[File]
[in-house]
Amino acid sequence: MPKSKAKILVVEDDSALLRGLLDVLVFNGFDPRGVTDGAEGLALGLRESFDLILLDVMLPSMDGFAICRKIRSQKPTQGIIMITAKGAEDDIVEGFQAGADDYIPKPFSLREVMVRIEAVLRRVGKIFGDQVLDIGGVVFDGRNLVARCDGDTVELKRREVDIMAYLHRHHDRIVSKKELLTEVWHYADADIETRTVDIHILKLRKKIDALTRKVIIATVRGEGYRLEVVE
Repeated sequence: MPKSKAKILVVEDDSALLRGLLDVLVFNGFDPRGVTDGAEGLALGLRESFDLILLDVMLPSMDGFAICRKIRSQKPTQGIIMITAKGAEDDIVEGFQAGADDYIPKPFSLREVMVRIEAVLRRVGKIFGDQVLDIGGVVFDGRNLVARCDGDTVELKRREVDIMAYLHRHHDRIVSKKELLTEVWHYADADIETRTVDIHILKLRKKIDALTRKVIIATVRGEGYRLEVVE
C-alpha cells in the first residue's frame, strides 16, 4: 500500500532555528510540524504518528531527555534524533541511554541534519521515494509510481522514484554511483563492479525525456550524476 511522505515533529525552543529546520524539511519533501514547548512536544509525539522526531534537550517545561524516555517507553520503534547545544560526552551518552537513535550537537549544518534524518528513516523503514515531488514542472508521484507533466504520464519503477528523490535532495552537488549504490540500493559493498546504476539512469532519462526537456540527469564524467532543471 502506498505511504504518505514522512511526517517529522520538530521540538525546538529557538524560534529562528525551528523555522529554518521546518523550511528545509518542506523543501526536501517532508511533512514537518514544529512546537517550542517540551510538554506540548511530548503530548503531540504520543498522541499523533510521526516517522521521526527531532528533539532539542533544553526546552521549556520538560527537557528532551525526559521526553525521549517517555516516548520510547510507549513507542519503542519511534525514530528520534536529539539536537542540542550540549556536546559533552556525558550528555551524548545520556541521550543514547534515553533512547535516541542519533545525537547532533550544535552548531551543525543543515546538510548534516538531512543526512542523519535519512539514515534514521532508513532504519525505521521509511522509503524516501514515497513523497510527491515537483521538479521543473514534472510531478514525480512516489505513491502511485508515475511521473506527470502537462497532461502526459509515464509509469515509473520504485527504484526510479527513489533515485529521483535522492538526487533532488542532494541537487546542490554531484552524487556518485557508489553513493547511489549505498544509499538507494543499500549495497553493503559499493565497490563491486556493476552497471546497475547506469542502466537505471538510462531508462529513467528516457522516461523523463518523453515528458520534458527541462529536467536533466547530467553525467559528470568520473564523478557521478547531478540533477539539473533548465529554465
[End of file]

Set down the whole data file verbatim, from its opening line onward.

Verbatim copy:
[in-house]
Amino acid sequence: MPKSKAKILVVEDDSALLRGLLDVLVFNGFDPRGVTDGAEGLALGLRESFDLILLDVMLPSMDGFAICRKIRSQKPTQGIIMITAKGAEDDIVEGFQAGADDYIPKPFSLREVMVRIEAVLRRVGKIFGDQVLDIGGVVFDGRNLVARCDGDTVELKRREVDIMAYLHRHHDRIVSKKELLTEVWHYADADIETRTVDIHILKLRKKIDALTRKVIIATVRGEGYRLEVVE
Repeated sequence: MPKSKAKILVVEDDSALLRGLLDVLVFNGFDPRGVTDGAEGLALGLRESFDLILLDVMLPSMDGFAICRKIRSQKPTQGIIMITAKGAEDDIVEGFQAGADDYIPKPFSLREVMVRIEAVLRRVGKIFGDQVLDIGGVVFDGRNLVARCDGDTVELKRREVDIMAYLHRHHDRIVSKKELLTEVWHYADADIETRTVDIHILKLRKKIDALTRKVIIATVRGEGYRLEVVE
C-alpha cells in the first residue's frame, strides 16, 4: 500500500532555528510540524504518528531527555534524533541511554541534519521515494509510481522514484554511483563492479525525456550524476 511522505515533529525552543529546520524539511519533501514547548512536544509525539522526531534537550517545561524516555517507553520503534547545544560526552551518552537513535550537537549544518534524518528513516523503514515531488514542472508521484507533466504520464519503477528523490535532495552537488549504490540500493559493498546504476539512469532519462526537456540527469564524467532543471 502506498505511504504518505514522512511526517517529522520538530521540538525546538529557538524560534529562528525551528523555522529554518521546518523550511528545509518542506523543501526536501517532508511533512514537518514544529512546537517550542517540551510538554506540548511530548503530548503531540504520543498522541499523533510521526516517522521521526527531532528533539532539542533544553526546552521549556520538560527537557528532551525526559521526553525521549517517555516516548520510547510507549513507542519503542519511534525514530528520534536529539539536537542540542550540549556536546559533552556525558550528555551524548545520556541521550543514547534515553533512547535516541542519533545525537547532533550544535552548531551543525543543515546538510548534516538531512543526512542523519535519512539514515534514521532508513532504519525505521521509511522509503524516501514515497513523497510527491515537483521538479521543473514534472510531478514525480512516489505513491502511485508515475511521473506527470502537462497532461502526459509515464509509469515509473520504485527504484526510479527513489533515485529521483535522492538526487533532488542532494541537487546542490554531484552524487556518485557508489553513493547511489549505498544509499538507494543499500549495497553493503559499493565497490563491486556493476552497471546497475547506469542502466537505471538510462531508462529513467528516457522516461523523463518523453515528458520534458527541462529536467536533466547530467553525467559528470568520473564523478557521478547531478540533477539539473533548465529554465